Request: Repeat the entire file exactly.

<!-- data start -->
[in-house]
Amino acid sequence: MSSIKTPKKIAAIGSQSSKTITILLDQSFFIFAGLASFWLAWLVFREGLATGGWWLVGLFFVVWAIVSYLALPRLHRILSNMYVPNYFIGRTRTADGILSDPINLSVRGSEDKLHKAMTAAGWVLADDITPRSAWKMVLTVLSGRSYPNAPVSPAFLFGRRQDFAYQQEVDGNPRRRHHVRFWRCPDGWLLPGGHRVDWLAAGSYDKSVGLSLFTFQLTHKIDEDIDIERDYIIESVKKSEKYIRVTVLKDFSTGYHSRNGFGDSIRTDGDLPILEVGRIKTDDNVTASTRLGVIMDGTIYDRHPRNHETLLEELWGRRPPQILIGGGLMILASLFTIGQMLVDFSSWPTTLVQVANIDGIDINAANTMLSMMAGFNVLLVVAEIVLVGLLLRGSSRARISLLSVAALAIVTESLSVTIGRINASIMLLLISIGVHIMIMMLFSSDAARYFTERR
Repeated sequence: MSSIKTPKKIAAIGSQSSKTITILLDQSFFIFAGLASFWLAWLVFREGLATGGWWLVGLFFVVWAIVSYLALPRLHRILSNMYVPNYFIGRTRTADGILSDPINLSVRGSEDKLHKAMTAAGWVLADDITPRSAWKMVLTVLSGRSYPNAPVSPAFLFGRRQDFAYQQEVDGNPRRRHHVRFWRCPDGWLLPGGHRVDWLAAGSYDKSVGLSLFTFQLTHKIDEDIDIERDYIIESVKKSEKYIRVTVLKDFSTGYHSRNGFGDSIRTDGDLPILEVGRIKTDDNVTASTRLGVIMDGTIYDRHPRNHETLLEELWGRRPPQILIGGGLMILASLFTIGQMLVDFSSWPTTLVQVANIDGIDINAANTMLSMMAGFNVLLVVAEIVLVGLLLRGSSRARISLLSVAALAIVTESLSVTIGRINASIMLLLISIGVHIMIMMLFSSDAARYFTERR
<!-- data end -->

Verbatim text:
[in-house]
Amino acid sequence: MSSIKTPKKIAAIGSQSSKTITILLDQSFFIFAGLASFWLAWLVFREGLATGGWWLVGLFFVVWAIVSYLALPRLHRILSNMYVPNYFIGRTRTADGILSDPINLSVRGSEDKLHKAMTAAGWVLADDITPRSAWKMVLTVLSGRSYPNAPVSPAFLFGRRQDFAYQQEVDGNPRRRHHVRFWRCPDGWLLPGGHRVDWLAAGSYDKSVGLSLFTFQLTHKIDEDIDIERDYIIESVKKSEKYIRVTVLKDFSTGYHSRNGFGDSIRTDGDLPILEVGRIKTDDNVTASTRLGVIMDGTIYDRHPRNHETLLEELWGRRPPQILIGGGLMILASLFTIGQMLVDFSSWPTTLVQVANIDGIDINAANTMLSMMAGFNVLLVVAEIVLVGLLLRGSSRARISLLSVAALAIVTESLSVTIGRINASIMLLLISIGVHIMIMMLFSSDAARYFTERR
Repeated sequence: MSSIKTPKKIAAIGSQSSKTITILLDQSFFIFAGLASFWLAWLVFREGLATGGWWLVGLFFVVWAIVSYLALPRLHRILSNMYVPNYFIGRTRTADGILSDPINLSVRGSEDKLHKAMTAAGWVLADDITPRSAWKMVLTVLSGRSYPNAPVSPAFLFGRRQDFAYQQEVDGNPRRRHHVRFWRCPDGWLLPGGHRVDWLAAGSYDKSVGLSLFTFQLTHKIDEDIDIERDYIIESVKKSEKYIRVTVLKDFSTGYHSRNGFGDSIRTDGDLPILEVGRIKTDDNVTASTRLGVIMDGTIYDRHPRNHETLLEELWGRRPPQILIGGGLMILASLFTIGQMLVDFSSWPTTLVQVANIDGIDINAANTMLSMMAGFNVLLVVAEIVLVGLLLRGSSRARISLLSVAALAIVTESLSVTIGRINASIMLLLISIGVHIMIMMLFSSDAARYFTERR